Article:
Six years ago, I found myself five years into a job that was making me ill. I was stressed, exhausted and losing weight, and as much as I'd heard the “you're lucky to even have a job”, “it’s the wrong time to be looking for a new job” etc., I couldn’t shift the unhappiness, longing and frustration that I felt. The job I once loved had become unrecognisable, and I was screaming inside.
Six months later, I finally found the courage to apply for new jobs, and was offered a post in a similar field. Momentary delight soon followed acute concern. Alarm bells crept in, and I was confused; why do I feel the same way?
My concerns were short lived as fate played a hand. Two weeks after I'd started my new role, the company went into liquidation, and I was out of a job.
After initial numbness, blaming and cursing, I was overcome with an incredible emotion that I had not experience for some time; relief. Yes relief.
'A feeling of reassurance and relaxation following release from anxiety or distress.'
For the first time in a long time, I felt free. The self-imposed ‘shoulds’, and the rules I’d adopted, melted away. For the first time I asked myself a question; what do I want?
I looked into courses and careers that interested me. What had I loved about my work, and what had changed to extinguish my passion?
Jumping from the frying pan into the frying pan.
Since the age of 17 my career had been a series of jobs that I'd fallen into and stayed in, because they were familiar. Ultimately I suffered because I had committed myself to a sentence of experienced, but not happy. I left my long-term job for an identical one. It makes sense that similar feelings resurfaced. What you want from your next job is so much more important than what you hate about the last one. What is it you want?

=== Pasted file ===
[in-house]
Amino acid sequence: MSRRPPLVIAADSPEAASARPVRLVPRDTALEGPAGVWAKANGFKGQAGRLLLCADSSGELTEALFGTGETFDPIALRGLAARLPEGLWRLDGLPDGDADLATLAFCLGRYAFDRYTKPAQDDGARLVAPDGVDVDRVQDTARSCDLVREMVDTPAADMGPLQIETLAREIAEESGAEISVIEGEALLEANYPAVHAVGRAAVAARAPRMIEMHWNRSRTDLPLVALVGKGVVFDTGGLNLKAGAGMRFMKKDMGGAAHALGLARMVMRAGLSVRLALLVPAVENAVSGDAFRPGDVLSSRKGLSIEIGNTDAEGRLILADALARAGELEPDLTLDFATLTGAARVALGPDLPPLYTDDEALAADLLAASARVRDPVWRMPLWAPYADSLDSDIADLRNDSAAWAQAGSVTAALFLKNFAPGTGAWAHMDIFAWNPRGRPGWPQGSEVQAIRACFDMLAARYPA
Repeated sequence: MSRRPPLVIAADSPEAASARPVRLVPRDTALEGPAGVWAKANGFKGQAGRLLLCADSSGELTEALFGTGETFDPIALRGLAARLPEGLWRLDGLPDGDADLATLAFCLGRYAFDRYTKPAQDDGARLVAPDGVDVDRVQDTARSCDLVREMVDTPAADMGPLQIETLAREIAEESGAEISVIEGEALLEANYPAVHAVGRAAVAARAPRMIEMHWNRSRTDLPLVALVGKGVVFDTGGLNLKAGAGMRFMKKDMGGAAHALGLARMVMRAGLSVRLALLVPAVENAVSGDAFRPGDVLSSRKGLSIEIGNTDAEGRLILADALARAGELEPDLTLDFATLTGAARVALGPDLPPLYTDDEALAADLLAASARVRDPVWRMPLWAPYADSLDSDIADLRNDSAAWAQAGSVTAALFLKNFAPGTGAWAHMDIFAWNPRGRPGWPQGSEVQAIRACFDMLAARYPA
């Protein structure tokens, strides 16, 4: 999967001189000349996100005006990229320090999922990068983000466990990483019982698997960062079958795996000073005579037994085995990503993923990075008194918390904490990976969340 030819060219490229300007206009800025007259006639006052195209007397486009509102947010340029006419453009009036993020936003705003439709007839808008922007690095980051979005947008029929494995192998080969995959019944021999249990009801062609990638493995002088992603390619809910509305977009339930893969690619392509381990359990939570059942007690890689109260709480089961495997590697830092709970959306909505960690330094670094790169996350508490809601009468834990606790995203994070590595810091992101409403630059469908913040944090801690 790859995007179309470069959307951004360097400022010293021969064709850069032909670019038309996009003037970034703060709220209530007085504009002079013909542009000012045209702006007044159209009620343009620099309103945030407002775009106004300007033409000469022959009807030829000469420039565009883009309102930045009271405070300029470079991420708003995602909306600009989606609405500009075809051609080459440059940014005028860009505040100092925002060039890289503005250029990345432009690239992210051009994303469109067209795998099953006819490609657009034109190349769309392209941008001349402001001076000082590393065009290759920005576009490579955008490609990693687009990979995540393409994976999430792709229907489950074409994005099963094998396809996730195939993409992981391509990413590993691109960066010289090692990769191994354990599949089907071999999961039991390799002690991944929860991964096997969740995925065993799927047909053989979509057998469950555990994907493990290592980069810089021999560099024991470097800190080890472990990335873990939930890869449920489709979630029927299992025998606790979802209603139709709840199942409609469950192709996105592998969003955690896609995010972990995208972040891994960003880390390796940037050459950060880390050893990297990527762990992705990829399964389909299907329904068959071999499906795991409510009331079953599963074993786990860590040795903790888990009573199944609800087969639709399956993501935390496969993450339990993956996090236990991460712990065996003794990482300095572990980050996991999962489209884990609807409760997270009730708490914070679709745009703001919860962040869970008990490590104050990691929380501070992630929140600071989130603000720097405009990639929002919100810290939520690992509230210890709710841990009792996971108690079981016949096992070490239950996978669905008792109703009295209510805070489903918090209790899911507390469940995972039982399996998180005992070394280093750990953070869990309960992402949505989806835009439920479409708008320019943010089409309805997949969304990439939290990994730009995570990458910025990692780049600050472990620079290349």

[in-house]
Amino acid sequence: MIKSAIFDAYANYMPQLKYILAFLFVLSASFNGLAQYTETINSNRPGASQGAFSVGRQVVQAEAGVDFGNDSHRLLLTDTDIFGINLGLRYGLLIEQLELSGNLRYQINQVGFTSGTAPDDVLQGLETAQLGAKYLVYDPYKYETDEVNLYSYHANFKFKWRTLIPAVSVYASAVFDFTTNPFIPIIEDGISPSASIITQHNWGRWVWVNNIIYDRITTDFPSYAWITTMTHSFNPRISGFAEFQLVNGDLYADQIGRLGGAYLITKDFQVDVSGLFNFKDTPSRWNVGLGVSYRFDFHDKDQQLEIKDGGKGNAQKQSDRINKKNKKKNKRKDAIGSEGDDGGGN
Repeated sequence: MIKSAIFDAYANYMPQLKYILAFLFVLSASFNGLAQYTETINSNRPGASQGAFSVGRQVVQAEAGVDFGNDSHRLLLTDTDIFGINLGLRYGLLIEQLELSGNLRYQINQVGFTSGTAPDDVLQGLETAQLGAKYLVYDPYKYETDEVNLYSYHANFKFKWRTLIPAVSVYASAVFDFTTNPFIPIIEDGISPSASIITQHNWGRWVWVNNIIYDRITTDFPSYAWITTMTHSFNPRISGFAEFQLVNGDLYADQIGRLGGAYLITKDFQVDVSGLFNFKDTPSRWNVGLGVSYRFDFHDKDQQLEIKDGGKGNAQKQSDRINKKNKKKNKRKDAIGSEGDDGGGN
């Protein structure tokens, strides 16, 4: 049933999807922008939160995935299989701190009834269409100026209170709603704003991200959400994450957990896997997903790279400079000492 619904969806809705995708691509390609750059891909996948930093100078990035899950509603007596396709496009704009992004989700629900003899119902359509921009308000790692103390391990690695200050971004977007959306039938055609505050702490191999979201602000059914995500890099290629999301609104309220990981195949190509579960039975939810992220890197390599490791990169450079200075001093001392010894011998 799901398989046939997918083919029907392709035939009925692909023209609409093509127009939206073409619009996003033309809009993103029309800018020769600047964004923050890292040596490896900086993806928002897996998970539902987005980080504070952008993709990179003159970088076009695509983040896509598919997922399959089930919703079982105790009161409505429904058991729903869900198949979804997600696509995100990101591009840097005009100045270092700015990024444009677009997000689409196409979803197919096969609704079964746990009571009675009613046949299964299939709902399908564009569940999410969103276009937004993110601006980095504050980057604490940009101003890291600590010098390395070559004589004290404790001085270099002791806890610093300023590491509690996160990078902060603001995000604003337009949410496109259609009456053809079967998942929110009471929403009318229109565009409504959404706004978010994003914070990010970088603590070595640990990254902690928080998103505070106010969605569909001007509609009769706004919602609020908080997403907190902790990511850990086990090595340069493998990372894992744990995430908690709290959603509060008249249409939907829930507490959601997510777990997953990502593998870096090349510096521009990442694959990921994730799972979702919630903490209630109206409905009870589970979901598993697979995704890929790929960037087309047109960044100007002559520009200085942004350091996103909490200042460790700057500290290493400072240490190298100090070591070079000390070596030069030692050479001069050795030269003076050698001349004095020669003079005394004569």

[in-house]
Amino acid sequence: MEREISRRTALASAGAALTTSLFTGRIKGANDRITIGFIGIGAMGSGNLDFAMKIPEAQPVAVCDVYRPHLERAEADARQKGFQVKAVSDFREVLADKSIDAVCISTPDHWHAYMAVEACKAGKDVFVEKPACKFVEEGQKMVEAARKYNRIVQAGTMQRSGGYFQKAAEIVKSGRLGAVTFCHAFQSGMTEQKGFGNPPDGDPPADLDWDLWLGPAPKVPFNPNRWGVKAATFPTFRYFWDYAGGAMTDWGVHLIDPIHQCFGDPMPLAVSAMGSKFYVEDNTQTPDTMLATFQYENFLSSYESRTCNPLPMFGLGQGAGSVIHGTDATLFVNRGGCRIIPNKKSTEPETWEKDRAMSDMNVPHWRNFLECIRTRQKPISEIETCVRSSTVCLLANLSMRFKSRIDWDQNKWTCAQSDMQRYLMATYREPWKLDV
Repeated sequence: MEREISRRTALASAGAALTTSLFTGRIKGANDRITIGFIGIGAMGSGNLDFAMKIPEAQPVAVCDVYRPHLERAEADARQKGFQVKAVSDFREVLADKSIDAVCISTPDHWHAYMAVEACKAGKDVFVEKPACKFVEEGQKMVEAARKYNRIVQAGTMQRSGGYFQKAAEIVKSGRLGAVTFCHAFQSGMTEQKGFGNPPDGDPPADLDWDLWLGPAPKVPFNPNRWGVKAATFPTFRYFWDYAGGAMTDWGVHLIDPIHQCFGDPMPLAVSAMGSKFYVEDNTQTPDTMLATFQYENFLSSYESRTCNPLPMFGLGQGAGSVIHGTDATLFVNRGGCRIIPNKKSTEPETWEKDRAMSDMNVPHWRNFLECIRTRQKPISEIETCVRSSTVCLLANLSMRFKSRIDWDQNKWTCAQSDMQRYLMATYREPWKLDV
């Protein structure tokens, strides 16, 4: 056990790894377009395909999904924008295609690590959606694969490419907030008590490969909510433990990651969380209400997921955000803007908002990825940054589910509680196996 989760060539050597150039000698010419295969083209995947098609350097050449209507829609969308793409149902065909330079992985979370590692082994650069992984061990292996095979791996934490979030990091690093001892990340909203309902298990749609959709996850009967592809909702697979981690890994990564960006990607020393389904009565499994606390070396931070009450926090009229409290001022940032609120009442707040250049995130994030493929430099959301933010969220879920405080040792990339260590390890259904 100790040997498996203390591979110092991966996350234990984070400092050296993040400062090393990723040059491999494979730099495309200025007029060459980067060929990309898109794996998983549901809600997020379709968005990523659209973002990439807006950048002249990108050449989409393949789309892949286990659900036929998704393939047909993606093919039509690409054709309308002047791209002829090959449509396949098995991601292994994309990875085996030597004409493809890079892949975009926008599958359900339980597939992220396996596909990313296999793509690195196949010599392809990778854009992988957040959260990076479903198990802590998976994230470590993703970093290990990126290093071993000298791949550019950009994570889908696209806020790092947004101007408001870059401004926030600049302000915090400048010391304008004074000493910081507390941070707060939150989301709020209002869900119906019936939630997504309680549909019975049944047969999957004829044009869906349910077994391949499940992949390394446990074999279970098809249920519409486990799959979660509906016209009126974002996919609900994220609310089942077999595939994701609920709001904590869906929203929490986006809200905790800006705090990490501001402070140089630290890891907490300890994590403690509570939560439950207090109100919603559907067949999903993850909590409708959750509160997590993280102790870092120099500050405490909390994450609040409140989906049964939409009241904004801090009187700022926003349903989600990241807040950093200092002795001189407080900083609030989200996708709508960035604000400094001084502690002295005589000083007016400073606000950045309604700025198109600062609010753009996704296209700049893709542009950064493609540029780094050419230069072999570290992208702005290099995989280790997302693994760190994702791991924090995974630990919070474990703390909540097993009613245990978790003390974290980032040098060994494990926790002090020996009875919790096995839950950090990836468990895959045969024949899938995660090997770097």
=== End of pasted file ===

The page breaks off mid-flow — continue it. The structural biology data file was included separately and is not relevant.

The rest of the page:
Fear of leaving vs the consequences of staying.
Fear kept me in a job for two and a half years past its sell by date. When fear questions what might happen and ‘the devil you don’t know’, ask yourself this:
How would you feel about staying in this job for another two years? Or another five? Here’s another question: How is this job making you feel right now?
Improving how you feel while you're still there.
I wholeheartedly agree with the mindset that you can improve how you feel about your current situation. That I loved to support others, helped me keep a sense purpose within a system that was working against my values and passion.
What I don't agree with, is that you have to stay in a job that you put up with and suffer in. You do have the choice of doing something that you actually love, aligns with your values and feels authentic to you. Do the work that keeps the roof over your head and food on the table in the short term, while making time to look for something that excites and inspires you.
Rules versus feelings
I judged myself for feeling relieved, when I have a mortgage to pay and minimal savings. But that’s what I felt, relief, which was stronger than any fear I'd had. If we allow ourselves to get caught up in how we should feel, we can lose site of how we truly feel. The “you cant's” and the “its not the right time to's” were societies rules, not mine. Pay attention to how you are feeling authentically. Often this is the place from where you know what to do next.
And sometimes your authentic feeling is fear
I understand first hand the effect of an environment that makes you feel anxious, doubt yourself, and chip away at your confidence. Don’t get mad with yourself; the last thing you need is a fight with you. Acknowledge this part of you exists, listen to your fears, and then ask yourself what needs to happen for you to be comfortable to move on. If you need support, acknowledge this too.
And yes, occasionally one of the things you fear, happens
I was fearful of leaving my job to go into the unknown. Two weeks later I found myself unemployed. Through this life changing experience, I'd discovered the thing I dreaded the most, happened, and my world did not end. I found a temporary post a few weeks later, then a less stressful job whilst I completed my diploma, and I’m finally doing work that I love. In addition I am no longer fearful of leaving a job in which I am unfulfilled. I now value happiness far more than familiarity.
Often making one change starts a catalyst to create more, and you may find along the way that you surprise yourself.